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Association Between Noninvasive Ventilation and Mortality Among Older Patients With Pneumonia

Valley, Thomas S., MD, MSc1,2,3; Walkey, Allan J., MD, MSc4; Lindenauer, Peter K., MD, MSc5,6; Wiener, Renda Soylemez, MD, MPH4,7; Cooke, Colin R., MD, MSc, MS1,2,3,8

doi: 10.1097/CCM.0000000000002076
Online Clinical Investigations

Objective: Despite increasing use, evidence is mixed as to the appropriate use of noninvasive ventilation in patients with pneumonia. We aimed to determine the relationship between receipt of noninvasive ventilation and outcomes for patients with pneumonia in a real-world setting.

Design, Setting, Patients: We performed a retrospective cohort study of Medicare beneficiaries (aged > 64 yr) admitted to 2,757 acute-care hospitals in the United States with pneumonia, who received mechanical ventilation from 2010 to 2011.

Exposures: Noninvasive ventilation versus invasive mechanical ventilation.

Measurement and Main Results: The primary outcome was 30-day mortality with Medicare reimbursement as a secondary outcome. To account for unmeasured confounding associated with noninvasive ventilation use, an instrumental variable was used—the differential distance to a high noninvasive ventilation use hospital. All models were adjusted for patient and hospital characteristics to account for measured differences between groups. Among 65,747 Medicare beneficiaries with pneumonia who required mechanical ventilation, 12,480 (19%) received noninvasive ventilation. Patients receiving noninvasive ventilation were more likely to be older, male, white, rural-dwelling, have fewer comorbidities, and were less likely to be acutely ill as measured by organ failures. Results of the instrumental variable analysis suggested that, among marginal patients, receipt of noninvasive ventilation was not significantly associated with differences in 30-day mortality when compared with invasive mechanical ventilation (54% vs 55%; p = 0.92; 95% CI of absolute difference, –13.8 to 12.4) but was associated with significantly lower Medicare spending ($18,433 vs $27,051; p = 0.02).

Conclusions: Among Medicare beneficiaries hospitalized with pneumonia who received mechanical ventilation, noninvasive ventilation use was not associated with a real-world mortality benefit. Given the wide CIs, however, substantial harm associated with noninvasive ventilation could not be excluded. The use of noninvasive ventilation for patients with pneumonia should be cautioned, but targeted enrollment of marginal patients with pneumonia could enrich future randomized trials.

1Division of Pulmonary and Critical Care Medicine, Department of Internal Medicine, University of Michigan, Ann Arbor, MI.

2Michigan Center for Integrative Research in Critical Care, University of Michigan, Ann Arbor, MI.

3Institute for Healthcare Policy and Innovation, University of Michigan, Ann Arbor, MI.

4The Pulmonary Center, Division of Pulmonary and Critical Care Medicine, Department of Medicine, Center for Implementation and Improvement Sciences, Boston, MA.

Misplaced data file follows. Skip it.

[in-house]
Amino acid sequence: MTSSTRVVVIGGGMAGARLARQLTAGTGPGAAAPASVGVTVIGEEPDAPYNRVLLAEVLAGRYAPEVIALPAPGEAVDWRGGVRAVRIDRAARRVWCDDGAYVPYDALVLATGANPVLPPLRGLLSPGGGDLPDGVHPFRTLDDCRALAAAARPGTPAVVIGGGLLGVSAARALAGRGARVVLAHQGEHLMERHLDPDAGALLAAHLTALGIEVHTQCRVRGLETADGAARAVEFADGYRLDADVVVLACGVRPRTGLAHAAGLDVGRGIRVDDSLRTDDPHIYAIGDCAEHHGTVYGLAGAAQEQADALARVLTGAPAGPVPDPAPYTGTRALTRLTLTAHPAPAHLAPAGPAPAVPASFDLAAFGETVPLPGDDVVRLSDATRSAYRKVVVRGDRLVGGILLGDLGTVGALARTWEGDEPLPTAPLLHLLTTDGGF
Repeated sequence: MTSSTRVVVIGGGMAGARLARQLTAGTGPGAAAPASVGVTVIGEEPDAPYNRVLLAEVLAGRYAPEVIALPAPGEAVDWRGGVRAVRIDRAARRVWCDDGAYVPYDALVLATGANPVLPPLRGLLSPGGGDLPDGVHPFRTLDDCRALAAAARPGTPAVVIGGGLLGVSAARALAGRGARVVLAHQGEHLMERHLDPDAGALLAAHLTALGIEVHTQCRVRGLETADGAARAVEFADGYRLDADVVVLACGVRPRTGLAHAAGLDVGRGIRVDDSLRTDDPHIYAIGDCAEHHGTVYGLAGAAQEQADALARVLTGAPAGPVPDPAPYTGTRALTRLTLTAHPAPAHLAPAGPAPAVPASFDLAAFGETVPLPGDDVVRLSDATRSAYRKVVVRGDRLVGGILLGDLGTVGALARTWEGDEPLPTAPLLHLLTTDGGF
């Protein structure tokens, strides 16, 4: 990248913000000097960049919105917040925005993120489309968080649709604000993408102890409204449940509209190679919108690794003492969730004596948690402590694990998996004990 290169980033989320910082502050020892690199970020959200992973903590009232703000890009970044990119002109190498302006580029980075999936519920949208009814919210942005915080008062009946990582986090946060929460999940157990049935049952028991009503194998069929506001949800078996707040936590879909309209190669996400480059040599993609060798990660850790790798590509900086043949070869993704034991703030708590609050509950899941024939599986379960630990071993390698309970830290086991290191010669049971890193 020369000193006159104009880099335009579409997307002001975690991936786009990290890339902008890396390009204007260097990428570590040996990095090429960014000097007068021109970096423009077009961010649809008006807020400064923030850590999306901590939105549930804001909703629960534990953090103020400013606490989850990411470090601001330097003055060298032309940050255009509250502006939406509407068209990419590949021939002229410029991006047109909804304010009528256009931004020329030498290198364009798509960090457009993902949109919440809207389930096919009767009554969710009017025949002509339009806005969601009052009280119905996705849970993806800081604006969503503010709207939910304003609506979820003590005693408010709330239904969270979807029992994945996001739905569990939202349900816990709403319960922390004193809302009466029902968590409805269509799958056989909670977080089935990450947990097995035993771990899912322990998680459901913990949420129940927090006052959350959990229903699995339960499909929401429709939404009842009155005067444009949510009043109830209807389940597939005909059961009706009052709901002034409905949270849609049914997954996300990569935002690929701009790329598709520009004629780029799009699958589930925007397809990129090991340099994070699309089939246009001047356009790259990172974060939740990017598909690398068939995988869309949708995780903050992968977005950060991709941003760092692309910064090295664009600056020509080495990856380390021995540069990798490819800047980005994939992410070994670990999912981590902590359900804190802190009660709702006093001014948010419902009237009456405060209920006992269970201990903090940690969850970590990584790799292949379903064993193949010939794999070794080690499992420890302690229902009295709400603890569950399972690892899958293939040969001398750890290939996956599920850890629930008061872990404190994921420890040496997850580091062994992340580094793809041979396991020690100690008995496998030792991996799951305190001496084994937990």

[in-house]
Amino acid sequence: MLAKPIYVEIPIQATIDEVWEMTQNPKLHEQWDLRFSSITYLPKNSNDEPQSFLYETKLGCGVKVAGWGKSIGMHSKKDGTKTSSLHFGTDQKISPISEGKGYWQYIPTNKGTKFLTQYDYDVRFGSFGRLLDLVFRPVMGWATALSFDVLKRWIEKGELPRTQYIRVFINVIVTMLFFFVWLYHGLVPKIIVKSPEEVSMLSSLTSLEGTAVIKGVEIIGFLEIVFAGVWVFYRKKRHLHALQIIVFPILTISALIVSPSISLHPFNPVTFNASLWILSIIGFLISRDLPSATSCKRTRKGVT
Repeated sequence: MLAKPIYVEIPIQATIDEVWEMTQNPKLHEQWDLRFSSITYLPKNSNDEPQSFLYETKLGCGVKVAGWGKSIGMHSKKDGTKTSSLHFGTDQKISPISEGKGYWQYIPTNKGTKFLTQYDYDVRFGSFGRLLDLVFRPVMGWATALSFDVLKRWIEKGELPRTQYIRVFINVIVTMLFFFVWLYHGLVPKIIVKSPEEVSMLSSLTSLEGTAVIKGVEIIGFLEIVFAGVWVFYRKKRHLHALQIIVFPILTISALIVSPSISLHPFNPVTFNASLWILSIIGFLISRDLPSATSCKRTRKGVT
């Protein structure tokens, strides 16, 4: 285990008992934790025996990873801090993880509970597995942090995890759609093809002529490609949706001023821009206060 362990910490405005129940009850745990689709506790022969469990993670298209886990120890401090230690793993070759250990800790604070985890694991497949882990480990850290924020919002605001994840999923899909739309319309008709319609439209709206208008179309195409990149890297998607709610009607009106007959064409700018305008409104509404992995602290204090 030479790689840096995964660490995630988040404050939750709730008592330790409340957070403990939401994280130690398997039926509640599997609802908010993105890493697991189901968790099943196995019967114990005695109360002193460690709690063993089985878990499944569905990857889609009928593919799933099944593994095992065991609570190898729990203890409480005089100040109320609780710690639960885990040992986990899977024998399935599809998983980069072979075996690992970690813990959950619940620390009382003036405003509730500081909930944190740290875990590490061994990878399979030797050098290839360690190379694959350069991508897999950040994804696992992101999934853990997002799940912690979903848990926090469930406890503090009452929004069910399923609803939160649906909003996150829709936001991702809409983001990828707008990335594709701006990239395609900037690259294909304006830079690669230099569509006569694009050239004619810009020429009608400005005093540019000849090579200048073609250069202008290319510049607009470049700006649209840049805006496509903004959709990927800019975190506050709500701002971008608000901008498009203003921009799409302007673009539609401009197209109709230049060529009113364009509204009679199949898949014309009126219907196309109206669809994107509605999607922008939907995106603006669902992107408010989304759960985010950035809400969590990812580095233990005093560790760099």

5Center for Quality of Care Research and Division of General Medicine and Community Health, Baystate Medical Center, Springfield, MA.

6Tufts Clinical and Translational Science Institute, Tufts University School of Medicine, Boston, MA.

7Center for Healthcare Organization & Implementation Research, Edith Nourse Rogers Memorial VA Hospital, Bedford, MA.

8Center for Health Outcomes and Policy, University of Michigan, Ann Arbor, MI.

This article does not necessarily represent the view of the U.S. Government or the Department of Veterans Affairs.

Dr. Valley had full access to all of the data in the study and takes full responsibility for the integrity of the data and the accuracy of the data analysis. Drs. Valley and Cooke helped in study concept and design, acquisition of data, drafting of the article, and statistical analysis. Drs. Valley, Walkey, Lindenauer, Wiener, and Cooke helped in analysis and interpretation of data. Valley, Cooke. Drs. Valley, Walkey, Lindenauer, Wiener, and Cooke helped in critical revision of the article for important intellectual content. Dr. Cooke obtained funding.

Supplemental digital content is available for this article. Direct URL citations appear in the printed text and are provided in the HTML and PDF versions of this article on the journal’s website (

Supported by National Institutes of Health T32HL007749 (Dr. Valley), AHRQ K08HS020672 (Dr. Cooke), and by resources from the Edith Nourse Rogers Memorial Hospital, Bedford, MA (Dr. Wiener).

Dr. Valley received support for article research from the National Institutes of Health (NIH). His institution received funding from the NIH. Dr. Walkey received support for article research from the NIH and received funding from UpToDate regarding weaning from mechanical ventilation. His institution received funding from the NIH. Dr. Cooke received funding from the Agency for Healthcare Research and Quality. His institution received funding from the Agency for Healthcare Research and Quality and the NIH. The remaining authors have disclosed that they do not have any potential conflicts of interest.

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